I did some calculations and at a 60" diameter, it would've taken over 100 lbs placed at the edge of the table. This was also a function of the weight of the table. The heavier the table, the more stable it will be.

Momma Gladden

Sun, 04/05/2015 - 19:21

I want to put a concrete top on this base and increase the diameter to 72". Would I need to increase the size of the base to accommodate the larger and heavier top? Thank you


Tue, 04/14/2015 - 20:20

It all depends on how much your tabletop weighs. I'm going to take a wild guess that your tabletop will weigh around 500 lbs (~28 sq. ft. at ~18 lbs/sq. ft.). For reference, I think my wood top weighed about 80 lbs. I will also assume the wood base weighs 50 lbs. Using these assumptions, the result is a worst-case scenario (weight placed at edge of table, tipping between two table legs) of tipping at 300 lbs. The lighter the tabletop, the less stable it will be. Since your concrete table is likely to weigh a lot more than my wood top, it will be a lot more stable.

That addresses the design and assumes none of the wood or connections (screws) fail under the increased load (weight of concrete). I can't speak very confident to this aspect. Though I can venture a guess. I will guess that it will be stable under no load, but there will increased loads when under uneven stress (i.e. somebody leaning on one side of the table). Honestly, I don't know how valuable any further speculation would be.


Tue, 09/06/2016 - 08:14

Can the pedestal hold a 66"- 72" top?  I've been searching for a table that seats 6 comfortably with an occasional squeeze for 8.  I think a 60" would work but my husband thinks 72".  We are struggling to find exactly what we want and are now investigating DIYs .  This is a beautiful table!!  

In reply to by X3cougsp


Wed, 10/05/2016 - 17:16

This is a conversation that we had in our house as well. My personal opinion is that 60" is big enough for 6 people and good enough for 8 people. What we did to "dry run" it was I cut a board to 72" and set it up at table height and we sat at oppposite ends of the board. I asked my wife if it was too big and we both agreed that not only would really shrink the room, but it also was too big for regular use. We currently have 6 chairs around this on a regular basis. As for the stability of the table itself, you may want to increase the width of the base. I say this because 74 lbs at the edge of the table (in between legs) will cause the table to tip, which is probably a force that will be exceeded by someone leaning on it.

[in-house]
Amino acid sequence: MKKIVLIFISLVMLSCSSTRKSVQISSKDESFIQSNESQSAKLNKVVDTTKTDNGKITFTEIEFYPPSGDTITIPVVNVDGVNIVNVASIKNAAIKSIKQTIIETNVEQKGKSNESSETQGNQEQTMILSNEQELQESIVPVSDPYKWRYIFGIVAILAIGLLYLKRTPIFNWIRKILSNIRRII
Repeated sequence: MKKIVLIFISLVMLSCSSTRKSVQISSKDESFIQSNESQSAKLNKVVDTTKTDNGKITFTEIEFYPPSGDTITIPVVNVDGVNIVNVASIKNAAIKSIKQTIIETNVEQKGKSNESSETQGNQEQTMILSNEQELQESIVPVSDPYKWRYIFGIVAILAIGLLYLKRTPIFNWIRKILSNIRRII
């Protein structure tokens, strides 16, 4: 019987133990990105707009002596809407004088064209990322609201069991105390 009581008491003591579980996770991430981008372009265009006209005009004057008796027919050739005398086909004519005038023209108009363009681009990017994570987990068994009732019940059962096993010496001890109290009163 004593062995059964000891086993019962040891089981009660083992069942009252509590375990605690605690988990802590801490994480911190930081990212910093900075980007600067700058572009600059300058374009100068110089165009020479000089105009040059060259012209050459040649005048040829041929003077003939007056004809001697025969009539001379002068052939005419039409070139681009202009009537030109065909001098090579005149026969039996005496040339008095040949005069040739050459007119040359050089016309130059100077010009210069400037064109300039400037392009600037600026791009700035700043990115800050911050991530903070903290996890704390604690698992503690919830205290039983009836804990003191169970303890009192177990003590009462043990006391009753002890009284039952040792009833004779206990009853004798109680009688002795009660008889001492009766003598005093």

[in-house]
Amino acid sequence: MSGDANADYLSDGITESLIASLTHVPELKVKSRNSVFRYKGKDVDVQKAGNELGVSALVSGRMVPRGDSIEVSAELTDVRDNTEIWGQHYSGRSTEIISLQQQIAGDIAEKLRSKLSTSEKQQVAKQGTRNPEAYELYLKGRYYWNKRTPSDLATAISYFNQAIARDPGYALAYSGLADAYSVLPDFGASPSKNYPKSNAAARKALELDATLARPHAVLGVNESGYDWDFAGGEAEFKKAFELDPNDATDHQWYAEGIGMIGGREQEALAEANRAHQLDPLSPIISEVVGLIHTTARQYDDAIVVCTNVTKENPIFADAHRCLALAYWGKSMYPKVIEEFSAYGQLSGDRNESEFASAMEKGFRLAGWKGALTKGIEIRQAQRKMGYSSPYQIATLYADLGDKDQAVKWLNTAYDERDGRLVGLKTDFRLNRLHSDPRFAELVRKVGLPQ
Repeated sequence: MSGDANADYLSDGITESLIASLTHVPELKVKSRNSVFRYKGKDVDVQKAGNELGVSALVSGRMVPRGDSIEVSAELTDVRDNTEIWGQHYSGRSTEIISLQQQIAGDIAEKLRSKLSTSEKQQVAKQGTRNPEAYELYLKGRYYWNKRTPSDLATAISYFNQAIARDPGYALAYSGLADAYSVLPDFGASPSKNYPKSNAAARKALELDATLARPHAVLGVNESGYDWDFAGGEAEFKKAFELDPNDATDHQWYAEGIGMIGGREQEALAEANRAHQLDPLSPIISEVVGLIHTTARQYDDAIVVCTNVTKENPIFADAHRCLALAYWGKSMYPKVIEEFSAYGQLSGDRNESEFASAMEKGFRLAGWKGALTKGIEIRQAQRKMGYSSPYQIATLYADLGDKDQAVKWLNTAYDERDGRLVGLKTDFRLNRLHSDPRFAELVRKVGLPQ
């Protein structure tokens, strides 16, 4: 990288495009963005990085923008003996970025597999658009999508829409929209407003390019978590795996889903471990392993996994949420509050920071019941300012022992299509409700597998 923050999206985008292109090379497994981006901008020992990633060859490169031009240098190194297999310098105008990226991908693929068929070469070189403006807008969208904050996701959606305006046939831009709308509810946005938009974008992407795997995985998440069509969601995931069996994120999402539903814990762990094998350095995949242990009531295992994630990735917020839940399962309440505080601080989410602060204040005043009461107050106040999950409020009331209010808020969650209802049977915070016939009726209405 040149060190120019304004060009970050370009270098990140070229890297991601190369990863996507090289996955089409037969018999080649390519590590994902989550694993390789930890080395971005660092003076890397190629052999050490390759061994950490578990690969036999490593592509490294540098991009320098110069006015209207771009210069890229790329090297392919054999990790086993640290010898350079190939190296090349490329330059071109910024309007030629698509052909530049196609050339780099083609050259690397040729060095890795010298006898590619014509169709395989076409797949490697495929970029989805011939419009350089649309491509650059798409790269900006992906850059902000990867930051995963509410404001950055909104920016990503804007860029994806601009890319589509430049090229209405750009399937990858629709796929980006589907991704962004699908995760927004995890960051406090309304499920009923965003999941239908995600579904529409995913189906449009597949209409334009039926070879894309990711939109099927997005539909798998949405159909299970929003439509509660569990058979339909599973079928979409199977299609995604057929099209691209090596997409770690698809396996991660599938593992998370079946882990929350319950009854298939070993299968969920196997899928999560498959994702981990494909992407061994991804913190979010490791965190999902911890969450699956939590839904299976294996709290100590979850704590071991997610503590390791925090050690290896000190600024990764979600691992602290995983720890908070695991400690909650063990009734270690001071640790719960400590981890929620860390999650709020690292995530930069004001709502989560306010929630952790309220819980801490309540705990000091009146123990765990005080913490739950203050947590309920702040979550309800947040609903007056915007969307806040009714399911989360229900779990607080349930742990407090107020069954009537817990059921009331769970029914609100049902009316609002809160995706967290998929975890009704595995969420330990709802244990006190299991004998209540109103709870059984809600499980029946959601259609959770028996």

Thu, 12/22/2016 - 20:58

I used the jig that I made the large circle but made a couple new radii. The inner edge was the round piece radius minus half of the bit diameter. The other radius is as wide as you want to make it. 


I fixed this jig to my work bench and set it up so that I would be cutting each piece identically. I have a picture that I'll add that shows it better than I can explain it. 

In reply to by Omally83


Sat, 01/21/2017 - 07:46

I believe my approach was that I cut the 2x8s to the length that would produce the arc length I was looking for. So basically the outer edge was going to (if my jig did its job) be exactly as long as I needed it to be. With that in mind, I used a piece of yarn tied to the pivot point on the jig that I was using and used that to tell me where I needed to make the cut. 

Otherwise, I could've used trig to figure it out but I was all angled out by that point. With 8 border pieces they should each cover 45 degrees (360/8) and the other two angles should be equal ((180 - 45))/2=67.5) resulting in a 67.5 degree angle. The trouble in using that method is it doesn't account for all the little screw-ups that may have thrown off certain measurements. Plus, the yarn-thing was pretty easy. 


Sat, 01/23/2021 - 14:17

We made the table base for a 60" solid walnut top (used the wider measurements). When people get up from the table, my husband thinks the base twists when they push off. Has anyone else noticed this or have a suggestion on how to make the table not twist? Thanks, Sue